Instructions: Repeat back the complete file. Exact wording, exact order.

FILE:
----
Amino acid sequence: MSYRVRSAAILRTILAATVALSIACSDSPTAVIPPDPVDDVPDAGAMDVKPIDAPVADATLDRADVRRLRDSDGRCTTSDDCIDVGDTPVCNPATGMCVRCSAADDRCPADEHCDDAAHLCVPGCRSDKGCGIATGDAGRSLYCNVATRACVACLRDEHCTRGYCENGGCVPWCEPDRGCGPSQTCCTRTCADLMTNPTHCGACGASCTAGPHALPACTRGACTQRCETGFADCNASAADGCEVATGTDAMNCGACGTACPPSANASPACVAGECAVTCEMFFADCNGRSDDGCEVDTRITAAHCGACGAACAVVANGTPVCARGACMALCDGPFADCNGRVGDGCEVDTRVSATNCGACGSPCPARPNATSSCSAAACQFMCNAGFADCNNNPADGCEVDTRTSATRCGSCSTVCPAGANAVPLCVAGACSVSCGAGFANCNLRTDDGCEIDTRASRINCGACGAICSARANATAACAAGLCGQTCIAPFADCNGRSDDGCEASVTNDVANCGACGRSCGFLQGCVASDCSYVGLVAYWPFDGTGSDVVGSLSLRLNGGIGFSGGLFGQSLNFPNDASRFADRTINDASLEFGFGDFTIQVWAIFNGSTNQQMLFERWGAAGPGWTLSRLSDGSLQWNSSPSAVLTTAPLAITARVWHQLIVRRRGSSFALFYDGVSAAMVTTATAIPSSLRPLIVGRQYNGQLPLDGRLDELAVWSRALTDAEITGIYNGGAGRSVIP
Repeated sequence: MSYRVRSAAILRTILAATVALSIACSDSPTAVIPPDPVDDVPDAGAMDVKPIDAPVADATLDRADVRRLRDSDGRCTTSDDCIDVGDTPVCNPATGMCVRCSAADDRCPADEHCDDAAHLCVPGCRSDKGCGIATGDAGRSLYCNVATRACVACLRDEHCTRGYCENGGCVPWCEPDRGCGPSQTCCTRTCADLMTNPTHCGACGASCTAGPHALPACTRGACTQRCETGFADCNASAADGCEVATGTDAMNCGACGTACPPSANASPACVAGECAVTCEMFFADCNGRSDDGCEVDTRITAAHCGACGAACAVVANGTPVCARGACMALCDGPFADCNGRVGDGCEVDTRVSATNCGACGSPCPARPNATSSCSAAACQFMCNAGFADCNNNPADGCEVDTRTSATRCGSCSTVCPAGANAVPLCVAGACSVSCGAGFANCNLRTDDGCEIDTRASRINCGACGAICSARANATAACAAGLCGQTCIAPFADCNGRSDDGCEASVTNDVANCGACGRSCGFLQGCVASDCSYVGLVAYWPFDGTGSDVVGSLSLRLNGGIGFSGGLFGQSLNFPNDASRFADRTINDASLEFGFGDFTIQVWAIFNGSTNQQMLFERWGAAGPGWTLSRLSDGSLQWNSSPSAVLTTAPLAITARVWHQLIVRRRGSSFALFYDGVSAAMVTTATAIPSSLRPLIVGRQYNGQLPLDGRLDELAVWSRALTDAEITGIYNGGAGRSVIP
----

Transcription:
Amino acid sequence: MSYRVRSAAILRTILAATVALSIACSDSPTAVIPPDPVDDVPDAGAMDVKPIDAPVADATLDRADVRRLRDSDGRCTTSDDCIDVGDTPVCNPATGMCVRCSAADDRCPADEHCDDAAHLCVPGCRSDKGCGIATGDAGRSLYCNVATRACVACLRDEHCTRGYCENGGCVPWCEPDRGCGPSQTCCTRTCADLMTNPTHCGACGASCTAGPHALPACTRGACTQRCETGFADCNASAADGCEVATGTDAMNCGACGTACPPSANASPACVAGECAVTCEMFFADCNGRSDDGCEVDTRITAAHCGACGAACAVVANGTPVCARGACMALCDGPFADCNGRVGDGCEVDTRVSATNCGACGSPCPARPNATSSCSAAACQFMCNAGFADCNNNPADGCEVDTRTSATRCGSCSTVCPAGANAVPLCVAGACSVSCGAGFANCNLRTDDGCEIDTRASRINCGACGAICSARANATAACAAGLCGQTCIAPFADCNGRSDDGCEASVTNDVANCGACGRSCGFLQGCVASDCSYVGLVAYWPFDGTGSDVVGSLSLRLNGGIGFSGGLFGQSLNFPNDASRFADRTINDASLEFGFGDFTIQVWAIFNGSTNQQMLFERWGAAGPGWTLSRLSDGSLQWNSSPSAVLTTAPLAITARVWHQLIVRRRGSSFALFYDGVSAAMVTTATAIPSSLRPLIVGRQYNGQLPLDGRLDELAVWSRALTDAEITGIYNGGAGRSVIP
Repeated sequence: MSYRVRSAAILRTILAATVALSIACSDSPTAVIPPDPVDDVPDAGAMDVKPIDAPVADATLDRADVRRLRDSDGRCTTSDDCIDVGDTPVCNPATGMCVRCSAADDRCPADEHCDDAAHLCVPGCRSDKGCGIATGDAGRSLYCNVATRACVACLRDEHCTRGYCENGGCVPWCEPDRGCGPSQTCCTRTCADLMTNPTHCGACGASCTAGPHALPACTRGACTQRCETGFADCNASAADGCEVATGTDAMNCGACGTACPPSANASPACVAGECAVTCEMFFADCNGRSDDGCEVDTRITAAHCGACGAACAVVANGTPVCARGACMALCDGPFADCNGRVGDGCEVDTRVSATNCGACGSPCPARPNATSSCSAAACQFMCNAGFADCNNNPADGCEVDTRTSATRCGSCSTVCPAGANAVPLCVAGACSVSCGAGFANCNLRTDDGCEIDTRASRINCGACGAICSARANATAACAAGLCGQTCIAPFADCNGRSDDGCEASVTNDVANCGACGRSCGFLQGCVASDCSYVGLVAYWPFDGTGSDVVGSLSLRLNGGIGFSGGLFGQSLNFPNDASRFADRTINDASLEFGFGDFTIQVWAIFNGSTNQQMLFERWGAAGPGWTLSRLSDGSLQWNSSPSAVLTTAPLAITARVWHQLIVRRRGSSFALFYDGVSAAMVTTATAIPSSLRPLIVGRQYNGQLPLDGRLDELAVWSRALTDAEITGIYNGGAGRSVIP